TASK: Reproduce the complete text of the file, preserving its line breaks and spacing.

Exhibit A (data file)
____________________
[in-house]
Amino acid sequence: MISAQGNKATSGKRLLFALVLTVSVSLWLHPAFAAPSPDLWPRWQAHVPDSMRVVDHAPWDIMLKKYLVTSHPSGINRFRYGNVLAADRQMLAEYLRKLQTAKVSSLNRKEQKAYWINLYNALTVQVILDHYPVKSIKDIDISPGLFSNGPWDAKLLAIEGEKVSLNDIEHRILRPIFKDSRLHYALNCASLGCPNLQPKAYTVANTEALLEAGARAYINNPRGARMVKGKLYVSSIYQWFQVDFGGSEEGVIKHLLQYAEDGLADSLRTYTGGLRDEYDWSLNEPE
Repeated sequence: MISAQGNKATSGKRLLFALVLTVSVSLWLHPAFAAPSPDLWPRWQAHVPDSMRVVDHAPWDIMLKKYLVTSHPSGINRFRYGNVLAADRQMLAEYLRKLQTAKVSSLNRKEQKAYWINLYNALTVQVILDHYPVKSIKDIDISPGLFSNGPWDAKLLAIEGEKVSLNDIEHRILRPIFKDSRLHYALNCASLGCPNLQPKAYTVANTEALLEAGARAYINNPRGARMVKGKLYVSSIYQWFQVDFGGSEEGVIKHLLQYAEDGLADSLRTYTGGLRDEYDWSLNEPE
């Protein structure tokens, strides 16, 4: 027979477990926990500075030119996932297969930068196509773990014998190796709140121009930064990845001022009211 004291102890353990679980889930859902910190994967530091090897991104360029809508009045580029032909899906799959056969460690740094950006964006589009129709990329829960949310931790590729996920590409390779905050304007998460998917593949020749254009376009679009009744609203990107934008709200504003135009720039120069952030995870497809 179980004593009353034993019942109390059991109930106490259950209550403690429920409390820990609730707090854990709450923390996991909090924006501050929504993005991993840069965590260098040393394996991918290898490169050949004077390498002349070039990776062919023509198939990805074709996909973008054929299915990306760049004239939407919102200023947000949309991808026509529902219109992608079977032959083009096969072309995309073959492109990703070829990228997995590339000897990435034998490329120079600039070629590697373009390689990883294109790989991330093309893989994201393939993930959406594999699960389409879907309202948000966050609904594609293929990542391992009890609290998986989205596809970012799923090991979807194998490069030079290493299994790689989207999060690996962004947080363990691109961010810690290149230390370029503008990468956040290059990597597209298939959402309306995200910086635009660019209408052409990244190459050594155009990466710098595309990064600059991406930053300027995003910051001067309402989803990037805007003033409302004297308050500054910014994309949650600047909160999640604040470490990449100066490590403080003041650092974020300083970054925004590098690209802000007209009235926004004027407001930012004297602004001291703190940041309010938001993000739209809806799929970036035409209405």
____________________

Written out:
[in-house]
Amino acid sequence: MISAQGNKATSGKRLLFALVLTVSVSLWLHPAFAAPSPDLWPRWQAHVPDSMRVVDHAPWDIMLKKYLVTSHPSGINRFRYGNVLAADRQMLAEYLRKLQTAKVSSLNRKEQKAYWINLYNALTVQVILDHYPVKSIKDIDISPGLFSNGPWDAKLLAIEGEKVSLNDIEHRILRPIFKDSRLHYALNCASLGCPNLQPKAYTVANTEALLEAGARAYINNPRGARMVKGKLYVSSIYQWFQVDFGGSEEGVIKHLLQYAEDGLADSLRTYTGGLRDEYDWSLNEPE
Repeated sequence: MISAQGNKATSGKRLLFALVLTVSVSLWLHPAFAAPSPDLWPRWQAHVPDSMRVVDHAPWDIMLKKYLVTSHPSGINRFRYGNVLAADRQMLAEYLRKLQTAKVSSLNRKEQKAYWINLYNALTVQVILDHYPVKSIKDIDISPGLFSNGPWDAKLLAIEGEKVSLNDIEHRILRPIFKDSRLHYALNCASLGCPNLQPKAYTVANTEALLEAGARAYINNPRGARMVKGKLYVSSIYQWFQVDFGGSEEGVIKHLLQYAEDGLADSLRTYTGGLRDEYDWSLNEPE
């Protein structure tokens, strides 16, 4: 027979477990926990500075030119996932297969930068196509773990014998190796709140121009930064990845001022009211 004291102890353990679980889930859902910190994967530091090897991104360029809508009045580029032909899906799959056969460690740094950006964006589009129709990329829960949310931790590729996920590409390779905050304007998460998917593949020749254009376009679009009744609203990107934008709200504003135009720039120069952030995870497809 179980004593009353034993019942109390059991109930106490259950209550403690429920409390820990609730707090854990709450923390996991909090924006501050929504993005991993840069965590260098040393394996991918290898490169050949004077390498002349070039990776062919023509198939990805074709996909973008054929299915990306760049004239939407919102200023947000949309991808026509529902219109992608079977032959083009096969072309995309073959492109990703070829990228997995590339000897990435034998490329120079600039070629590697373009390689990883294109790989991330093309893989994201393939993930959406594999699960389409879907309202948000966050609904594609293929990542391992009890609290998986989205596809970012799923090991979807194998490069030079290493299994790689989207999060690996962004947080363990691109961010810690290149230390370029503008990468956040290059990597597209298939959402309306995200910086635009660019209408052409990244190459050594155009990466710098595309990064600059991406930053300027995003910051001067309402989803990037805007003033409302004297308050500054910014994309949650600047909160999640604040470490990449100066490590403080003041650092974020300083970054925004590098690209802000007209009235926004004027407001930012004297602004001291703190940041309010938001993000739209809806799929970036035409209405």